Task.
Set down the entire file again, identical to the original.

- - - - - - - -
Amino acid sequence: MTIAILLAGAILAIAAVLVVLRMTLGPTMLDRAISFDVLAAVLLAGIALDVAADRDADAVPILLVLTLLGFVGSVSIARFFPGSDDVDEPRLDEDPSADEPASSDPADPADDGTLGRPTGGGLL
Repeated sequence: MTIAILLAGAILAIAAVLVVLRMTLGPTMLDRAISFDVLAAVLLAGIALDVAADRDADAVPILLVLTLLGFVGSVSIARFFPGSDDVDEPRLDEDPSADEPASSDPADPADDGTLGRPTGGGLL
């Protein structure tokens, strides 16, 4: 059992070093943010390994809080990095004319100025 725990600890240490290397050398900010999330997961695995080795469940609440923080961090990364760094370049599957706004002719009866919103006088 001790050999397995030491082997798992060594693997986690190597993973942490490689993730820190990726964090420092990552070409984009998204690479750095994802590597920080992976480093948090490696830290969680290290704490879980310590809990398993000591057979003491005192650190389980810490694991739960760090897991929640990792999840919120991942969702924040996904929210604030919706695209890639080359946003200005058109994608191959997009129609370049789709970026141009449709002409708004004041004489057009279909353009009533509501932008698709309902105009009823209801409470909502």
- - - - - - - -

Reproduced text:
Amino acid sequence: MTIAILLAGAILAIAAVLVVLRMTLGPTMLDRAISFDVLAAVLLAGIALDVAADRDADAVPILLVLTLLGFVGSVSIARFFPGSDDVDEPRLDEDPSADEPASSDPADPADDGTLGRPTGGGLL
Repeated sequence: MTIAILLAGAILAIAAVLVVLRMTLGPTMLDRAISFDVLAAVLLAGIALDVAADRDADAVPILLVLTLLGFVGSVSIARFFPGSDDVDEPRLDEDPSADEPASSDPADPADDGTLGRPTGGGLL
């Protein structure tokens, strides 16, 4: 059992070093943010390994809080990095004319100025 725990600890240490290397050398900010999330997961695995080795469940609440923080961090990364760094370049599957706004002719009866919103006088 001790050999397995030491082997798992060594693997986690190597993973942490490689993730820190990726964090420092990552070409984009998204690479750095994802590597920080992976480093948090490696830290969680290290704490879980310590809990398993000591057979003491005192650190389980810490694991739960760090897991929640990792999840919120991942969702924040996904929210604030919706695209890639080359946003200005058109994608191959997009129609370049789709970026141009449709002409708004004041004489057009279909353009009533509501932008698709309902105009009823209801409470909502």